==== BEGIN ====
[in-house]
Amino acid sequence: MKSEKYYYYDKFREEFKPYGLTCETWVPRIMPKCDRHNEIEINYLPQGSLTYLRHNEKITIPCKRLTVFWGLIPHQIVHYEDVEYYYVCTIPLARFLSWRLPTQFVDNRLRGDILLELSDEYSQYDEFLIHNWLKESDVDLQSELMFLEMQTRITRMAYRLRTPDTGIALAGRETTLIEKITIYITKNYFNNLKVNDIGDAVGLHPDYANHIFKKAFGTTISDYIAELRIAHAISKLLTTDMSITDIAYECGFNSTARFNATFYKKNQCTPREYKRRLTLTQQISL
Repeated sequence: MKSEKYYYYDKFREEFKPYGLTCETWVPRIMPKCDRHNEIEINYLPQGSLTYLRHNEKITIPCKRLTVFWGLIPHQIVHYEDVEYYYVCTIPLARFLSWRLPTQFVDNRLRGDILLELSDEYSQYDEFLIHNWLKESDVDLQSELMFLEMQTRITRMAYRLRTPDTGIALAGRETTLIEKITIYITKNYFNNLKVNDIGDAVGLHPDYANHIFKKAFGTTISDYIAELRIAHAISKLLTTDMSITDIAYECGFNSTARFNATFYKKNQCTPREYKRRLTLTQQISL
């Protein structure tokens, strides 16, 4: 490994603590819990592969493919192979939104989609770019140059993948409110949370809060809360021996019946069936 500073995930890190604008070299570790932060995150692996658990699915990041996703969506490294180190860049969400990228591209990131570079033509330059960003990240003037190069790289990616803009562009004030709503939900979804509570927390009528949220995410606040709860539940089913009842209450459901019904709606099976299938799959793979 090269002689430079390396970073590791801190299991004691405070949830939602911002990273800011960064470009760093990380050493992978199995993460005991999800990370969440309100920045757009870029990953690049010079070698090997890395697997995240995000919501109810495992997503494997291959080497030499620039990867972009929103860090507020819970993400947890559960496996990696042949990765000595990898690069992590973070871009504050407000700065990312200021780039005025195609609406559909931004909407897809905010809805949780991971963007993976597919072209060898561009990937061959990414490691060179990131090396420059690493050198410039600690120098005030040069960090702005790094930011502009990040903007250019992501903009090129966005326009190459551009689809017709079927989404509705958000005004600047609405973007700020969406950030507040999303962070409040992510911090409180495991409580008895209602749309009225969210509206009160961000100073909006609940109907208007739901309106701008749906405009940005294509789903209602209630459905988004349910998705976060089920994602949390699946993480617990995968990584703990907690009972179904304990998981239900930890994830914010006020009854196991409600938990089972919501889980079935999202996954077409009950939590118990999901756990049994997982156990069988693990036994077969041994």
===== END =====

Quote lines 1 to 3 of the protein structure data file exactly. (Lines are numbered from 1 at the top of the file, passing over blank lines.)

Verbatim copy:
[in-house]
Amino acid sequence: MKSEKYYYYDKFREEFKPYGLTCETWVPRIMPKCDRHNEIEINYLPQGSLTYLRHNEKITIPCKRLTVFWGLIPHQIVHYEDVEYYYVCTIPLARFLSWRLPTQFVDNRLRGDILLELSDEYSQYDEFLIHNWLKESDVDLQSELMFLEMQTRITRMAYRLRTPDTGIALAGRETTLIEKITIYITKNYFNNLKVNDIGDAVGLHPDYANHIFKKAFGTTISDYIAELRIAHAISKLLTTDMSITDIAYECGFNSTARFNATFYKKNQCTPREYKRRLTLTQQISL
Repeated sequence: MKSEKYYYYDKFREEFKPYGLTCETWVPRIMPKCDRHNEIEINYLPQGSLTYLRHNEKITIPCKRLTVFWGLIPHQIVHYEDVEYYYVCTIPLARFLSWRLPTQFVDNRLRGDILLELSDEYSQYDEFLIHNWLKESDVDLQSELMFLEMQTRITRMAYRLRTPDTGIALAGRETTLIEKITIYITKNYFNNLKVNDIGDAVGLHPDYANHIFKKAFGTTISDYIAELRIAHAISKLLTTDMSITDIAYECGFNSTARFNATFYKKNQCTPREYKRRLTLTQQISL